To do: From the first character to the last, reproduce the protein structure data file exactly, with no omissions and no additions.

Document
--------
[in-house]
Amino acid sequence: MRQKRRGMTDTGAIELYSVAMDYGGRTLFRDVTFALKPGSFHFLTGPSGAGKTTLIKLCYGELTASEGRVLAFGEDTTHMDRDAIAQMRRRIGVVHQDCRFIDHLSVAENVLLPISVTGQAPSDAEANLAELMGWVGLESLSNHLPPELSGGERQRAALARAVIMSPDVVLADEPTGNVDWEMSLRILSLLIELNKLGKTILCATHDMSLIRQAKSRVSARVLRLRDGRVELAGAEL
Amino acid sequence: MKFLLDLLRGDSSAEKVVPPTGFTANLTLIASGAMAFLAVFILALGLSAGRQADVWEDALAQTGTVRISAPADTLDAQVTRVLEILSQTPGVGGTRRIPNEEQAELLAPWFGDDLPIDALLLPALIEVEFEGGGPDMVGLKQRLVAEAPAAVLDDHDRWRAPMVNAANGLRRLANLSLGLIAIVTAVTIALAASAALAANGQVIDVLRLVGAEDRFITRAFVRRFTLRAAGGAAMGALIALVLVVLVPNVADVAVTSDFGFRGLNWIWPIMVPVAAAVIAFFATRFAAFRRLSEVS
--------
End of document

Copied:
[in-house]
Amino acid sequence: MRQKRRGMTDTGAIELYSVAMDYGGRTLFRDVTFALKPGSFHFLTGPSGAGKTTLIKLCYGELTASEGRVLAFGEDTTHMDRDAIAQMRRRIGVVHQDCRFIDHLSVAENVLLPISVTGQAPSDAEANLAELMGWVGLESLSNHLPPELSGGERQRAALARAVIMSPDVVLADEPTGNVDWEMSLRILSLLIELNKLGKTILCATHDMSLIRQAKSRVSARVLRLRDGRVELAGAEL
Amino acid sequence: MKFLLDLLRGDSSAEKVVPPTGFTANLTLIASGAMAFLAVFILALGLSAGRQADVWEDALAQTGTVRISAPADTLDAQVTRVLEILSQTPGVGGTRRIPNEEQAELLAPWFGDDLPIDALLLPALIEVEFEGGGPDMVGLKQRLVAEAPAAVLDDHDRWRAPMVNAANGLRRLANLSLGLIAIVTAVTIALAASAALAANGQVIDVLRLVGAEDRFITRAFVRRFTLRAAGGAAMGALIALVLVVLVPNVADVAVTSDFGFRGLNWIWPIMVPVAAAVIAFFATRFAAFRRLSEVS